(110b) Automated Flow Cytometry for Identification of Population Balance Models

Authors: 
Srienc, F., University of Minnesota
Gilbert, A., University of Minnesota
Kacmar, J. A., University of Minnesota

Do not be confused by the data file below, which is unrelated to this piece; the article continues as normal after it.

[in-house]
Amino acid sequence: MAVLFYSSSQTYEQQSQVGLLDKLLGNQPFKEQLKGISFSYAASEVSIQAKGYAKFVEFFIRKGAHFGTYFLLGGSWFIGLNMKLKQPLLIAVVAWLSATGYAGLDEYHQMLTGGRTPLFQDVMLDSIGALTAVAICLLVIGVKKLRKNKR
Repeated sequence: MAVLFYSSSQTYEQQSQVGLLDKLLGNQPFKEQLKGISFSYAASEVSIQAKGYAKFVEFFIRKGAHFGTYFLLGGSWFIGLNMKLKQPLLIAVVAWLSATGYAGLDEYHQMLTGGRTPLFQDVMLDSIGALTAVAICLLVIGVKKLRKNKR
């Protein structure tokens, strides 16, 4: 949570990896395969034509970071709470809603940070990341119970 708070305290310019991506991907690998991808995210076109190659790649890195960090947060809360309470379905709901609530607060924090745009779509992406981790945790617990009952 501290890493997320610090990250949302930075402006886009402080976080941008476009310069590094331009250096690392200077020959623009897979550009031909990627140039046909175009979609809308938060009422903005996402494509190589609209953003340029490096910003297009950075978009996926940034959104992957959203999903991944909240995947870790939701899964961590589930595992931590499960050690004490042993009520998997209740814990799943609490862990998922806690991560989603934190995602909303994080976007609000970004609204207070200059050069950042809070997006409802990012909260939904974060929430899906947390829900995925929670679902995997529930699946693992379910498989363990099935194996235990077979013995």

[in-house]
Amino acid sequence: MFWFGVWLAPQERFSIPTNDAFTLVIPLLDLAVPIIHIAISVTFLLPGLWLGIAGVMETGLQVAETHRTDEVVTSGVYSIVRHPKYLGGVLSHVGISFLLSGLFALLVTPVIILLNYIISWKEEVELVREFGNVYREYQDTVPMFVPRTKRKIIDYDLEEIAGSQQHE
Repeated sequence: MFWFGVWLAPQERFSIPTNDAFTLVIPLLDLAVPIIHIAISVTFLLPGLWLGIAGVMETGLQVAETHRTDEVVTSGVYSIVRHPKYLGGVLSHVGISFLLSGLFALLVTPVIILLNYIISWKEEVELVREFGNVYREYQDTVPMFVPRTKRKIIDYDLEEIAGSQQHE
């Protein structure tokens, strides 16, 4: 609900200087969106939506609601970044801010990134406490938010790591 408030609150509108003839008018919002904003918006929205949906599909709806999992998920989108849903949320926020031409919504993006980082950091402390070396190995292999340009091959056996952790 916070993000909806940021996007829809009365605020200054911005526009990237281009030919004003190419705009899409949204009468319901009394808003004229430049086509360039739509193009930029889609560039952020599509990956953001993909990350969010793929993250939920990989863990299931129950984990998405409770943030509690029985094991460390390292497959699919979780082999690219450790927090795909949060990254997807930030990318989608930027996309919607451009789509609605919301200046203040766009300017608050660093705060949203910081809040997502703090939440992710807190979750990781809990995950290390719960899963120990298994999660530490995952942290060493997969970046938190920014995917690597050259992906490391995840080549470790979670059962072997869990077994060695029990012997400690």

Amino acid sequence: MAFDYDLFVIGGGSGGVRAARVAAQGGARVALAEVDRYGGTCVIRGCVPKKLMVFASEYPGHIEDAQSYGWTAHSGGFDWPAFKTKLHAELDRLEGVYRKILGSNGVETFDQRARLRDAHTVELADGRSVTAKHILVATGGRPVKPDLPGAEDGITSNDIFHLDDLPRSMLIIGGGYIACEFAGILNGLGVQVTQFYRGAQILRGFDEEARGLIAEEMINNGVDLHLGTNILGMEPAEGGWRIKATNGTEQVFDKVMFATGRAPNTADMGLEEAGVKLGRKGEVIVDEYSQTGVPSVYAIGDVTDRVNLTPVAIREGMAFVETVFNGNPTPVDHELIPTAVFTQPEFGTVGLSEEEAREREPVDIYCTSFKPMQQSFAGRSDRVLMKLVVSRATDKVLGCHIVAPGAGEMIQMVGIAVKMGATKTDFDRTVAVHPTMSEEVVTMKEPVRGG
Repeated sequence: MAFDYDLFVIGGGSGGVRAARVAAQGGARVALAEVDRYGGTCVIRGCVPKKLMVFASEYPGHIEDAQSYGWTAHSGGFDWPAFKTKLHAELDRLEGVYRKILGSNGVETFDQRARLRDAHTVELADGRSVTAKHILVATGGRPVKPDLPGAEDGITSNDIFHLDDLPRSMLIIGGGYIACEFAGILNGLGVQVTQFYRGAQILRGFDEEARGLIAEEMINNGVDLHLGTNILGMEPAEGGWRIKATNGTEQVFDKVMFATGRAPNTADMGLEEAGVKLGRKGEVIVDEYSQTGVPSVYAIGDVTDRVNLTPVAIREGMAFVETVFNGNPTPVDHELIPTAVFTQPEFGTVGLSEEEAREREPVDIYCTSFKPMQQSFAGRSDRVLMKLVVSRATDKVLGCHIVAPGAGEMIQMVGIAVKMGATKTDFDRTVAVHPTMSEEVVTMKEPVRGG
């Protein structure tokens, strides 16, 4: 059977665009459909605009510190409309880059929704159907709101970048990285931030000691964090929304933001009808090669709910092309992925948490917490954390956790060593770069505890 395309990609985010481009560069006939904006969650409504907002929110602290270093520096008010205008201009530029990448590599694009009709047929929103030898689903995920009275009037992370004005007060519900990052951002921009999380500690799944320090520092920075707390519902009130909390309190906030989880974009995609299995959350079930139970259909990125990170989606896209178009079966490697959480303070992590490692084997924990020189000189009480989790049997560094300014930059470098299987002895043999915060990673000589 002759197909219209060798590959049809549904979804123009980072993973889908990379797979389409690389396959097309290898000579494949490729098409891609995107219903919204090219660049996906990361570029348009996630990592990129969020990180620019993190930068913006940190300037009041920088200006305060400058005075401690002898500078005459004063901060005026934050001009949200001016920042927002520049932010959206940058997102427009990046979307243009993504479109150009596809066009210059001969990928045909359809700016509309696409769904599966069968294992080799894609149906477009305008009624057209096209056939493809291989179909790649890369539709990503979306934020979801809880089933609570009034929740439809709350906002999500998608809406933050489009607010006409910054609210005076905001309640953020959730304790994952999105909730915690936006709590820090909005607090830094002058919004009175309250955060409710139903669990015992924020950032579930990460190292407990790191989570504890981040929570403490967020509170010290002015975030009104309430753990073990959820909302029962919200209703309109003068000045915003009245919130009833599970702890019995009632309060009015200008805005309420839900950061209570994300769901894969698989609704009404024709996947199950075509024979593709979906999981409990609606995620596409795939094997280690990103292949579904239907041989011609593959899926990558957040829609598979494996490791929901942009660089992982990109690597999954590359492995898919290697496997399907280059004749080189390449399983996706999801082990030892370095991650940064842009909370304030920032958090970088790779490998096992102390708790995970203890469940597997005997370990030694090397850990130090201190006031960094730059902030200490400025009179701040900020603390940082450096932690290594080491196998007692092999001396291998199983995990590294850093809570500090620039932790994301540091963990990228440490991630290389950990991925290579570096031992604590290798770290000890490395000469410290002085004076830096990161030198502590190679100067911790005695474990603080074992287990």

Population balance models are the most accurate descriptions of cell culture behavior as the models account for the single cell heterogeneities inherently present in culture. The implementation of population balance models as a predictive or a control device has been limited to date since the necessary parameters of growth rate and partitioning of cellular material at the single cell level are largely unknown. While it is in principle possible to identify the parameters under specific situations such as balanced growth conditions, it is completely unclear how the functions change during transient substrate conditions. Through the use of automated flow cytometry and high frequency sampling, it is possible to extract this desirable information. The transient of the growth rate function in response to changes in glucose concentration, specifically glucose upshifts, are of particular interest. A glucose upshift was performed for a strain of Saccharomyces cerevisiae resulting in cessation of cell division for a period of time. During this time, the single cell growth rate function can be extracted. It was determined that larger cells adjust more quickly to the higher specific growth rate than smaller cells after a glucose upshift. This effect is likely due to the fact that larger cells already are committed to growth whereas small cells may be in a resting state. Consequently the capability to model cultures accurately is greatly expanded through the inclusion of experimentally determined transient responses.